Shortly after winning the America’s Cup, the Société Nautique de Genève (SNG) accepted a challenge from the Golden Gate Yacht Club, putting the wheels in motion for the 32nd America’s Cup. A new Protocol was issued, detailing the plans for the next event and outlining some of the changes. It was immediately clear that the move to Europe would mean a sea change for the America’s Cup. Taking advantage of what some perceived to be a problem for the new Defender, the SNG announced that it would take its time to decide upon a venue, drafting up a selection criteria that would ensure reliable sailing conditions.
The nationality rules were abolished, freeing up teams to sign the best people regardless of their passport, and rules on the transfer of technology from prior syndicates were eased to enable new teams access to old information. Most importantly, a new organising authority, AC Management, was created and charged with the task of overseeing all aspects of the 32nd America’s Cup including the Challenger Selection Series. In short, a new era of the America’s Cup had dawned.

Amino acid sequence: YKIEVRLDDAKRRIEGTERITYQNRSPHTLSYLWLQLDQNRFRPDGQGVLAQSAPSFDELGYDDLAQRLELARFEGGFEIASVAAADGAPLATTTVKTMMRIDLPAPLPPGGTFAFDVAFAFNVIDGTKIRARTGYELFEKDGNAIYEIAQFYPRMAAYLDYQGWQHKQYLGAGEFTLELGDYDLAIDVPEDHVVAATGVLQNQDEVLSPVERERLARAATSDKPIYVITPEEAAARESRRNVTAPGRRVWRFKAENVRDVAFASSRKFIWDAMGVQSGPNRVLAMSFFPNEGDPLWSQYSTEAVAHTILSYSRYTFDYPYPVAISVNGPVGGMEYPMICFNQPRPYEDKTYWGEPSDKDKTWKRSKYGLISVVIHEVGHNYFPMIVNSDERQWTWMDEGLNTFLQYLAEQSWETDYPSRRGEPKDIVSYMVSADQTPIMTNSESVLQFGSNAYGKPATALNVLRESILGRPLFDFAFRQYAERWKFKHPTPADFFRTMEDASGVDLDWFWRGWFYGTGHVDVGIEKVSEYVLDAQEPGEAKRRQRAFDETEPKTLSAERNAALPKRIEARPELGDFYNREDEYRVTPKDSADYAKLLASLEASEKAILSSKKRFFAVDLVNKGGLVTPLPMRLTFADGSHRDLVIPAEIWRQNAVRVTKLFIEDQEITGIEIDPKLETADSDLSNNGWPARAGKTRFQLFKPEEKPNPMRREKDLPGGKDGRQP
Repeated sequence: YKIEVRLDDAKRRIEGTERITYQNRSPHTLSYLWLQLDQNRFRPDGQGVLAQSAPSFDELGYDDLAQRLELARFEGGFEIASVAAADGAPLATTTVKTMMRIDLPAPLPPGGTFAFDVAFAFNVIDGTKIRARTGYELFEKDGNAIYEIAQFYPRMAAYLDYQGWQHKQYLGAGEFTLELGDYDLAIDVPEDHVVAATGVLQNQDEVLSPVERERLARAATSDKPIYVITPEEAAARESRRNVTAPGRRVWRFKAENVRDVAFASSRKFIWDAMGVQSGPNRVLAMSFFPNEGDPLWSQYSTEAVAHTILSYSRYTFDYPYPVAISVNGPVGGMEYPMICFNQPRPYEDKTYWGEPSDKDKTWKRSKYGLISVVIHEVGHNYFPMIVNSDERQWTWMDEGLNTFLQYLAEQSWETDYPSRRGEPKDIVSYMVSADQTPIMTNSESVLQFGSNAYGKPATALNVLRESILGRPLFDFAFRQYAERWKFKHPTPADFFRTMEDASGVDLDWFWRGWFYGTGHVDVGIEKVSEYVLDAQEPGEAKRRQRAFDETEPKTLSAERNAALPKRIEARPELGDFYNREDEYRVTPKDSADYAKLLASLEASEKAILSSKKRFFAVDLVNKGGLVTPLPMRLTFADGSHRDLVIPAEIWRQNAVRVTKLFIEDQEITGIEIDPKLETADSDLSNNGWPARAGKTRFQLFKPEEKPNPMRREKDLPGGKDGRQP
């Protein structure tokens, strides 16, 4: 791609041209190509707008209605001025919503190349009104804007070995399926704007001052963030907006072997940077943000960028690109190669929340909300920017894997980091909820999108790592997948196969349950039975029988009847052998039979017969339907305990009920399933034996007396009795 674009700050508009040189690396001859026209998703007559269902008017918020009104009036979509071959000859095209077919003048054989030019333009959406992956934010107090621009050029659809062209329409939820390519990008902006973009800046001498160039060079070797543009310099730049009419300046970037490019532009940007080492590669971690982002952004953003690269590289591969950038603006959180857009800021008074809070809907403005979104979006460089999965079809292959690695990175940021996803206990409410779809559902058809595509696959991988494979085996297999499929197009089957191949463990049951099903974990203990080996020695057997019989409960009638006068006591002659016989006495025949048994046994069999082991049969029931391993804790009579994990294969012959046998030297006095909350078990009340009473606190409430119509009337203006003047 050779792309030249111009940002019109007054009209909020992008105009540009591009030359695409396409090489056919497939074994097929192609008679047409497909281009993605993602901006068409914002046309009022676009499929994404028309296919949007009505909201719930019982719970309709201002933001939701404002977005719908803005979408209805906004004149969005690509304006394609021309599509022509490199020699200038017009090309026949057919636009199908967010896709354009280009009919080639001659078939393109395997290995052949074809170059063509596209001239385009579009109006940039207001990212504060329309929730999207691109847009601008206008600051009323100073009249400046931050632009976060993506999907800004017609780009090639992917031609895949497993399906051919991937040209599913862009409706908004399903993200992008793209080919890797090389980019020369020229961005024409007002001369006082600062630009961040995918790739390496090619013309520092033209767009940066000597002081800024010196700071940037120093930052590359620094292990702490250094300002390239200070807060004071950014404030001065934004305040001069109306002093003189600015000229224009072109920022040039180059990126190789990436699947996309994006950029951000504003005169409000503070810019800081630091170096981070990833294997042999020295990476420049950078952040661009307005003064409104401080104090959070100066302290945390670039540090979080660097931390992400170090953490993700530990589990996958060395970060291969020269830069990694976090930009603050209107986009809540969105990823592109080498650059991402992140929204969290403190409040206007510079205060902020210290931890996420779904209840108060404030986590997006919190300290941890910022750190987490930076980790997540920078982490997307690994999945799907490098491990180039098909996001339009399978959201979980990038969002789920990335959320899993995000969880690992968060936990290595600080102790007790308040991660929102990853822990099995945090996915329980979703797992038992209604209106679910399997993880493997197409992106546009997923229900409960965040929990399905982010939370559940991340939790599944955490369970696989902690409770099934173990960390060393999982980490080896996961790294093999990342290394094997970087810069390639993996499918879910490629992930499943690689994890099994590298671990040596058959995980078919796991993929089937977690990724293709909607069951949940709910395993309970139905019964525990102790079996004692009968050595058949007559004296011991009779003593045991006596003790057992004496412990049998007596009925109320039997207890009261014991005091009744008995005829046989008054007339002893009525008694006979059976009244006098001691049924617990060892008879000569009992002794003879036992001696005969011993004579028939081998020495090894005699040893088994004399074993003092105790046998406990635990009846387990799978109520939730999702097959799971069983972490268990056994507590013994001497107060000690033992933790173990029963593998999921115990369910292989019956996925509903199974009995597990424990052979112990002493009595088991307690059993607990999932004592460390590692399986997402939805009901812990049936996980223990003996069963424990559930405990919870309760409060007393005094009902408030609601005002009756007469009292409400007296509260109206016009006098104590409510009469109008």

The 32nd America’s Cup in Valencia, Spain was a success on many levels. By bidding out the city, the organising authority was able to raise revenue on a scale previously unimagined. A four-year programme of racing took America’s Cup racing to other European venues, drumming up interest in the event. And teams from new territories, like South Africa and China, added to the international flavour of the racing.
Emirates Team New Zealand, rejuvenated behind the leadership of Grant Dalton, won the Louis Vuitton Cup to set up a rematch against Alinghi. But although the Kiwis won a couple of races and lost another by just one second, the Swiss Defender proved to be too strong and retained the title.